[migrated from livejournal]
When I was about to have my word epiphany, some of my thoughts veered toward sunflowers ... I was driving through UP around this time.
And, it got me thinking about how I heard somebody say that there are people who compute or - estimate? - when the sunflower seeds should be planted - so they will bloom the day before graduation (or during the day itself).
And, it struck me as weird to realize ... if instruments, like sensors etc, are characterized to get a feel / know of how they operate (e.g. response plotted over a temperature range) ... do scientists or botanists do a similar study?
I thought of the following.
There should of course be a control setup for the experiment. Let's say a seedling exposed constant light - and a constant trickle of water.
(For the whole of the experiment, the same grade of soil should be used for all experimental setups - the same amount, etc). Then, we already have two main variables - light and water. Or probably three - which includes time. Or four or five if we have varying frequency to light and water provided (e.g. 5 mins lights on 5 mins lights off) ... hmm ... but I digress. Let this "paragraph of thought" end with me thinking about how many equations c/o the variables are needed to form a matrix that would characterize the plant (Sunflower for this case).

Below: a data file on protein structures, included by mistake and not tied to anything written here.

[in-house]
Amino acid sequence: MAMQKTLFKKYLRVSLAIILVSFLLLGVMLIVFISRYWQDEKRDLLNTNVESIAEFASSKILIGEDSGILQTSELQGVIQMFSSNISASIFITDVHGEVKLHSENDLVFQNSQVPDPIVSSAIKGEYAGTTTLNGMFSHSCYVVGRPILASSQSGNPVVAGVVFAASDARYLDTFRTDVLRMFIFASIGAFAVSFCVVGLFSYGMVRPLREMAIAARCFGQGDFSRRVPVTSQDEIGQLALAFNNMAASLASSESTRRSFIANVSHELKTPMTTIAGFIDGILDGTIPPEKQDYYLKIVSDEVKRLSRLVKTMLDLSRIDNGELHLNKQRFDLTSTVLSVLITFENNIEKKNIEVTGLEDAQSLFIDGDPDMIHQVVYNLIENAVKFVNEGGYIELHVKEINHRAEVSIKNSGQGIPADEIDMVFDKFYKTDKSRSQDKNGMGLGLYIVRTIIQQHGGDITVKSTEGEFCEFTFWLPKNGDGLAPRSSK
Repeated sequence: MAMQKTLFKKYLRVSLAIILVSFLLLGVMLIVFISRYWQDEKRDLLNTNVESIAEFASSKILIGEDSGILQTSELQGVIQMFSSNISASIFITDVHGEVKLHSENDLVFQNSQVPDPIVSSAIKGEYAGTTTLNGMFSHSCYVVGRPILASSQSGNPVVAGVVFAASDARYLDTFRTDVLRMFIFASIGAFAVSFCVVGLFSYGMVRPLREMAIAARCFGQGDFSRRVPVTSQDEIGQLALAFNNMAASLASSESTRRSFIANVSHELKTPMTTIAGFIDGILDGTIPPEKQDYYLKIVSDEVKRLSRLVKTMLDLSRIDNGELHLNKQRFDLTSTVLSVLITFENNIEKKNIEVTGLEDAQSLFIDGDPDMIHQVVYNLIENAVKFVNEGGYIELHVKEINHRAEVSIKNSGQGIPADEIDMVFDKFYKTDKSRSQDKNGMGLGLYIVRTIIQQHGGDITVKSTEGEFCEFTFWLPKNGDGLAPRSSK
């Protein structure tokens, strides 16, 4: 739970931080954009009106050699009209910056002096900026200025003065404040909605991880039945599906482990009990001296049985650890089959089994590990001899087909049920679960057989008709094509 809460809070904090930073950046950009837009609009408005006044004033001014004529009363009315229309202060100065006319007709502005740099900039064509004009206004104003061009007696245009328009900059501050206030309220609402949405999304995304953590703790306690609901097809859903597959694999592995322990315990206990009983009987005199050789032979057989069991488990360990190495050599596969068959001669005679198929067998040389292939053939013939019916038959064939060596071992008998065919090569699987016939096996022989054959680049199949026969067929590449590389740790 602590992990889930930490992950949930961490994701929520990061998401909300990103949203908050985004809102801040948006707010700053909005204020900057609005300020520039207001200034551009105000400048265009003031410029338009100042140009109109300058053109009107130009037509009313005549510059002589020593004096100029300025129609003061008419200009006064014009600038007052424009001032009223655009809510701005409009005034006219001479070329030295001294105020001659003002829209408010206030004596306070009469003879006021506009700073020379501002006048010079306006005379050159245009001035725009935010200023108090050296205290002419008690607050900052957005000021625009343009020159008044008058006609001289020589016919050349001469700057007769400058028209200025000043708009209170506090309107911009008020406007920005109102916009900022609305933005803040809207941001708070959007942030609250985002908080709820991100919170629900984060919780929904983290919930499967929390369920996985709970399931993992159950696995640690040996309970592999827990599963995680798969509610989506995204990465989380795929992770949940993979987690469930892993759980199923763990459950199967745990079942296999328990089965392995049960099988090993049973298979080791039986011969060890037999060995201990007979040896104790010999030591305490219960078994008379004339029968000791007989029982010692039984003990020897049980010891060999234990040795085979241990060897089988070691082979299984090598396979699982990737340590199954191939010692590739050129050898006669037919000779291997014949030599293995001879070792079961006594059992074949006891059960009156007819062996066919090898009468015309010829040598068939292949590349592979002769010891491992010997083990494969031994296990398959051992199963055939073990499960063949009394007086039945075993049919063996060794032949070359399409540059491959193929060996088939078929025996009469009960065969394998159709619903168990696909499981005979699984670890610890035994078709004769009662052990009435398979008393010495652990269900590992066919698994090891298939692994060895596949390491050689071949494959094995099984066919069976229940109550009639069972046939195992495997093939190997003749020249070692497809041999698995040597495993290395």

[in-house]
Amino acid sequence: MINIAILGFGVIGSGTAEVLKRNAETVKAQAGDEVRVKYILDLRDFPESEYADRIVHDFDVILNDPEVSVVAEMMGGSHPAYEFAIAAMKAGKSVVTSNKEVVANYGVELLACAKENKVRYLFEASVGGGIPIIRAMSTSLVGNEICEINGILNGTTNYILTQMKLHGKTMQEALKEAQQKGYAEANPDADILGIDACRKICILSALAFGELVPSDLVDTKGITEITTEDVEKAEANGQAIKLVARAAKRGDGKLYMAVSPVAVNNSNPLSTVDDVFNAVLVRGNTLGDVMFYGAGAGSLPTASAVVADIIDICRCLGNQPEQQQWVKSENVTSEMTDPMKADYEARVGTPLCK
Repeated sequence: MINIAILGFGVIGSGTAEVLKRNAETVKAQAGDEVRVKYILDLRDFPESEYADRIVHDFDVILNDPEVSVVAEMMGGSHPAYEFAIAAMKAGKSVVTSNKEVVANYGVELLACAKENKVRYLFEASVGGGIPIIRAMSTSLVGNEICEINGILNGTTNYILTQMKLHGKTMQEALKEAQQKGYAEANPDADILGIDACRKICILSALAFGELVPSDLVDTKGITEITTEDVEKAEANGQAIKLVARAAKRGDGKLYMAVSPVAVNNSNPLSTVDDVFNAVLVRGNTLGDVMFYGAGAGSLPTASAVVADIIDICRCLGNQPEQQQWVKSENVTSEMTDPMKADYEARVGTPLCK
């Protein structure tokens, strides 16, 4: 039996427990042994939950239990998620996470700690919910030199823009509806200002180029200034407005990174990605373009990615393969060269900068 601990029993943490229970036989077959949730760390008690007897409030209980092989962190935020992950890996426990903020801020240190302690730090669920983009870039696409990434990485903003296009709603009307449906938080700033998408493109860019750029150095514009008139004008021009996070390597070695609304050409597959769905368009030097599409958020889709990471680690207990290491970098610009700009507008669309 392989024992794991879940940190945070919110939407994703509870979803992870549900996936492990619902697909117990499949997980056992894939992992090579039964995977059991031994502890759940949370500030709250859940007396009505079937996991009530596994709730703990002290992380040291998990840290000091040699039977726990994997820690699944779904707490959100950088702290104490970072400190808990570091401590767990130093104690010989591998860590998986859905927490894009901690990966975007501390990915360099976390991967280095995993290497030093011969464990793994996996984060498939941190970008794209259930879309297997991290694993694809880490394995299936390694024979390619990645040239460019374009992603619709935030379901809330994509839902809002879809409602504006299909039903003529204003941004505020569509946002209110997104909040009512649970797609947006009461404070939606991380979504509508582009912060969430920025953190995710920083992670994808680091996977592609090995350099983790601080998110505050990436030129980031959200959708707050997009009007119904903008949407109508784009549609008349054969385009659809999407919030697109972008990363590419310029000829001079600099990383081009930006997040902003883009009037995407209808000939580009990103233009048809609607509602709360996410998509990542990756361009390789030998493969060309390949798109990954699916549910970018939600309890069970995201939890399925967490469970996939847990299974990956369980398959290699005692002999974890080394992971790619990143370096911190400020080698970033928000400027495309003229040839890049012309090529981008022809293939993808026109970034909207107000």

What would have been a world bubble entry became thoughts on plant growth characterization - which was mixed with "Investigatory Project" ideas.
Concluding Question: "Can we apply the same principles and processes as to when we characterize machines and instruments to plants / nature? Or, as nature came first before technology - are the processes we employ in machine characterization derivative from the processes used to characterize nature?"
----perhaps I shouldn't have so easily named the thread as word bubble - as this may as well be a thread for wild ideas my mind brings out to keep itself active.
back to work!